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Meet Asheville CurEater East Fork Pottery

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When we choose our CurEaters, we not only look for great chefs and bartenders, we also look for creatives and artisan craft-makers in a community. Founded by Alex Matisse and Connie Matisse in 2010, East Fork Pottery was one of our first artisan CurEaters. This month they celebrated the one-year anniversary of their brick-and-mortar, so we thought it was hight time we introduce you. *Huge thanks to Connie Matisse for taking the time to give us so much detail!*

What inspired you to create East Fork Pottery?

I moved to Madison County in 2008, after the financial crisis and my first real, big girl breakup sent me packing my bags and heading out of New York City with no plans.  I took a job doing seasonal work on a goat farm and met Alex while I was selling cheese at the Mars Hill Holiday Market in the basement of an antique store.  He’d just bought the little house and property at the end of Ras Grooms Road and had big plans to start a pottery.  I had no idea what “starting a pottery” meant, but I was in love and I didn’t care.

east fork pottery, asheville, visit asheville, north carolina pottery, pottery, matisseHow long has Alex been honing his craft/art?

Alex has been working with clay since he was six – he’s never bothered messing with any other mediums. East Fork Pottery was something that’d been developing within him for a long, long time, inspired both by his affinity for clay and for his desire to put some distance between himself and the big, tough-to-get-out-from-under shadows cast by Henri Matisse and his legacy.  Now, with Alex, John and I each bringing our own skillsets, personal histories, and interests to the mix, East Fork Pottery has become a dynamic, complicated, ever-morphing organism with a mission of bringing beautiful, lasting dinnerware to the table.

east fork pottery, asheville, visit asheville, north carolina pottery, pottery, matisseWho was your biggest influence?

Definitely can’t narrow this down to one! Alex and John set on this path largely because of the potter’s they trained under: Matt Jones, Mark Hewitt, and Daniel Johnston.  Now, though, we draw influence from everywhere.  Alex has his hand on the pulse of modern luxury e-commerce brands, John’s got his nose deep in finance books, and a lot of my influence comes from the fashion world, growing up in Los Angeles – a big, diverse, global city – and the fact that my own family placed high value on hospitality social justice, and community engagement.

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How does it feel knowing people are eating off East Fork pottery plates at restaurants in Asheville?

It feels amazing! Especially amazing since the restaurants that use our dinnerware are all places that we love, run by people we love.  People come into the store after eating at Cúrate or Gan Shan or Table and say, “We found you because we just couldn’t help but turn over our plates to see who made them.” I just love that.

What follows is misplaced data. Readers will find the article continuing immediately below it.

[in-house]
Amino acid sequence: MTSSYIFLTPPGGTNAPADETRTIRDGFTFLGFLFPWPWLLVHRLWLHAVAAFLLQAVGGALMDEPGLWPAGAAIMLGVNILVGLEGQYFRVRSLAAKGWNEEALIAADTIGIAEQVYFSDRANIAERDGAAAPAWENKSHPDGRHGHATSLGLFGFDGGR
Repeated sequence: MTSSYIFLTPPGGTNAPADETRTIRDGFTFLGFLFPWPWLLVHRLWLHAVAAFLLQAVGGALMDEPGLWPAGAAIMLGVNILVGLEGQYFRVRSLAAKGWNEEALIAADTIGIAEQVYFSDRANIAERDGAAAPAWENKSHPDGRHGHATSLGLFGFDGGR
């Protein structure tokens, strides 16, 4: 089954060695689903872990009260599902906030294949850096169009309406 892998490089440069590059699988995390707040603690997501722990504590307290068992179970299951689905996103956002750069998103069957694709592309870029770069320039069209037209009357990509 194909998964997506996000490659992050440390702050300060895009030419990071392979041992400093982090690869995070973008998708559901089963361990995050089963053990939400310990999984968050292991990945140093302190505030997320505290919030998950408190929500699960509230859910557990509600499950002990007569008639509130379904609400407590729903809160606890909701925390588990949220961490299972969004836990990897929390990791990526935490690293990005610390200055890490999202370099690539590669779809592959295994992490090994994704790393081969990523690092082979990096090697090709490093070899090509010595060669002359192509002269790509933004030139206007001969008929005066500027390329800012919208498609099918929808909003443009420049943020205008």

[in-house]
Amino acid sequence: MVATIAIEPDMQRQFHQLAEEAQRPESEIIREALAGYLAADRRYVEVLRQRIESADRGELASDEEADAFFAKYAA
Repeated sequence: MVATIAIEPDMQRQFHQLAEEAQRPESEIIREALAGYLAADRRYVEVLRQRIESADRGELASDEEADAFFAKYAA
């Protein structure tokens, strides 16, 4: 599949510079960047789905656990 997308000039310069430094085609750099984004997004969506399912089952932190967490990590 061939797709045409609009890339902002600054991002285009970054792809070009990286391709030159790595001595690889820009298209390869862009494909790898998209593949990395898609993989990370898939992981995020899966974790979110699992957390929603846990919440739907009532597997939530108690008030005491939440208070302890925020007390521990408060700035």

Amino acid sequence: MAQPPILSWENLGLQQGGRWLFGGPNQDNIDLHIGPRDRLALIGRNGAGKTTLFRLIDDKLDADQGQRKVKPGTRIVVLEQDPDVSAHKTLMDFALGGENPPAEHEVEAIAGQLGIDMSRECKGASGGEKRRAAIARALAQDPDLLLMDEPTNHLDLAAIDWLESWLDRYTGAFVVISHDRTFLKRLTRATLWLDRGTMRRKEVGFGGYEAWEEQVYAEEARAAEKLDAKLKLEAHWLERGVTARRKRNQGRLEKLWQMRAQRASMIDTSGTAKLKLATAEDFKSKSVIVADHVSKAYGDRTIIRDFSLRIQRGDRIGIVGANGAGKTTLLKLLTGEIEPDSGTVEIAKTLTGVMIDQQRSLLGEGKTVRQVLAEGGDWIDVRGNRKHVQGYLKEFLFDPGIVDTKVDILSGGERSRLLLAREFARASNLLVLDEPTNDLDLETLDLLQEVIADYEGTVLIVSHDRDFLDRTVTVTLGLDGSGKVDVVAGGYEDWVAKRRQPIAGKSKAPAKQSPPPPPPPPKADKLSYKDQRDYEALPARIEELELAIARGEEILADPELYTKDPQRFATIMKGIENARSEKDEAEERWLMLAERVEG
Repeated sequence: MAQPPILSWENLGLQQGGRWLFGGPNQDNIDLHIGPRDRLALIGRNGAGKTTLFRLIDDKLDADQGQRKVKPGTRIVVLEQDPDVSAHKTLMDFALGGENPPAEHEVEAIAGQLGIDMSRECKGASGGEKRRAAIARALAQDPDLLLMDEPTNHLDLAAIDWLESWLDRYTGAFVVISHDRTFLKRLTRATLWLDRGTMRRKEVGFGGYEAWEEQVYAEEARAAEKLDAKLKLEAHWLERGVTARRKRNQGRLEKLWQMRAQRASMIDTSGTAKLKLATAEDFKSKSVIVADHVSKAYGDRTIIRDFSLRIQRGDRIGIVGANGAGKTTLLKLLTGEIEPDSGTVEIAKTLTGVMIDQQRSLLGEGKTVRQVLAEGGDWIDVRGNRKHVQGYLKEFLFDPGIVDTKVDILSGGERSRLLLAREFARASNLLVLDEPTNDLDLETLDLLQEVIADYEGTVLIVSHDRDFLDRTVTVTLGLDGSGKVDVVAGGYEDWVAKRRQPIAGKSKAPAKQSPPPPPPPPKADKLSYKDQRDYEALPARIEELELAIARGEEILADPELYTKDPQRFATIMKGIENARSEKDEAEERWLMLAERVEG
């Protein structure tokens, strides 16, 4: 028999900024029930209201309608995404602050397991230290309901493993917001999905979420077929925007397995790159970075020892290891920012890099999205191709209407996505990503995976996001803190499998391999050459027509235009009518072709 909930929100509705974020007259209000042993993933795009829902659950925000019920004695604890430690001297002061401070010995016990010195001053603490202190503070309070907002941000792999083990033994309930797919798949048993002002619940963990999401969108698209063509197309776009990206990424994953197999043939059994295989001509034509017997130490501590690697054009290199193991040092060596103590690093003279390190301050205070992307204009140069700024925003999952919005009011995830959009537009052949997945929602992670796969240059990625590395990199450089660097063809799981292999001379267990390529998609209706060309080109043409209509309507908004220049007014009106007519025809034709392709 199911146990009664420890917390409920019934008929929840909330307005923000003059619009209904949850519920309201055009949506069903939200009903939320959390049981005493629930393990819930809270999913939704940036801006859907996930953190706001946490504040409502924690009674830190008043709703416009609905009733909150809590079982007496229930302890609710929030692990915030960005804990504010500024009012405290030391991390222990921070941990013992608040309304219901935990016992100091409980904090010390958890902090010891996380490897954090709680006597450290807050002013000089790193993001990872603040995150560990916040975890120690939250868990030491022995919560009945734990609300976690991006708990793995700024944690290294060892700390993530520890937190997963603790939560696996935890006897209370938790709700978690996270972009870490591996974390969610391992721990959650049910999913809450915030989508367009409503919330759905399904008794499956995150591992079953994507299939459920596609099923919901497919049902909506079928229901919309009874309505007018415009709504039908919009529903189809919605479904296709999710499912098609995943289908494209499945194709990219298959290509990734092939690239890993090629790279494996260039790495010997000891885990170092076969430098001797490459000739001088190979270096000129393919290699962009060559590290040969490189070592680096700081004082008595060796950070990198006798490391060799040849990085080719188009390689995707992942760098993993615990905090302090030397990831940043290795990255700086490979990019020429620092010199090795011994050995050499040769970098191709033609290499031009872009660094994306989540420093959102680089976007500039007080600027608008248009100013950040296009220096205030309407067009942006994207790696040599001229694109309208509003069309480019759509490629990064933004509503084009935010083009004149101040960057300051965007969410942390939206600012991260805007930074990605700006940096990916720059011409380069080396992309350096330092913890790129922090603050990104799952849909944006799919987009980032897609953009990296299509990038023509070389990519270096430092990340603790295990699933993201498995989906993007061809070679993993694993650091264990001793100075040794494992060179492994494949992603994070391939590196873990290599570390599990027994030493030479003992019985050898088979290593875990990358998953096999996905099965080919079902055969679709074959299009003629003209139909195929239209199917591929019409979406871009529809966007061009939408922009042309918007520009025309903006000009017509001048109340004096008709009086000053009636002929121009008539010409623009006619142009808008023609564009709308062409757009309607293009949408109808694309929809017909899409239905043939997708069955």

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Speaking of restaurants, when Steve approached you about CurEat, what were your initial thoughts about CurEat?

I thought CurEat was a genius idea.  I’d actually just had a terrible experience with Yelp, trying to get them to change the East Fork Pottery listing from “Paint Your Own Pottery” to “Home Decor”, so when Steve told me about CurEat, I was grateful for a reason to never have to go on Yelp again. Social Media is such a weird, complicated space, and CurEat makes it so that you can take dining advice from people who’ve already earned your trust.

Out of all your CurEat lists, which list would you say is your favorite?

I most often point people to my “7am to 1am in Asheville” list.  We have so many great places to eat in Asheville, but most of my favorites get very little press coverage.  I love to invite people visiting Asheville to eat where the chefs eat.

How would you describe your palate?

With any meal, I’m always seeking balance: I like rich, fatty red meat cut with bright, light, high-acid red wine and a bitter green salad. Spicy foods tempered with sweetness, like in Thai and Korean cuisines (sweet meats!). And I love really well-executed, classic French and Italian country cooking. 

east fork pottery, asheville, visit asheville, north carolina pottery, pottery, matisse, cúrate asheville, katie button

Coffee or cocktail?

No offense meant to all my craft cocktail friends out there, but the only cocktails I really mess with are Negronis, Margaritas, and Martinis – classics get classic for a reason! But I’ll drink wine 9.5 out of 10 times.  I start my day with a big mug of Hu-Kwa with milk and honey, a black tea smoked over pine from imported by the Mark T Wendell Company (we sell it at eastforkpottery.com – wink, wink)

As an artist, who do you admire in the food community in Asheville or in general?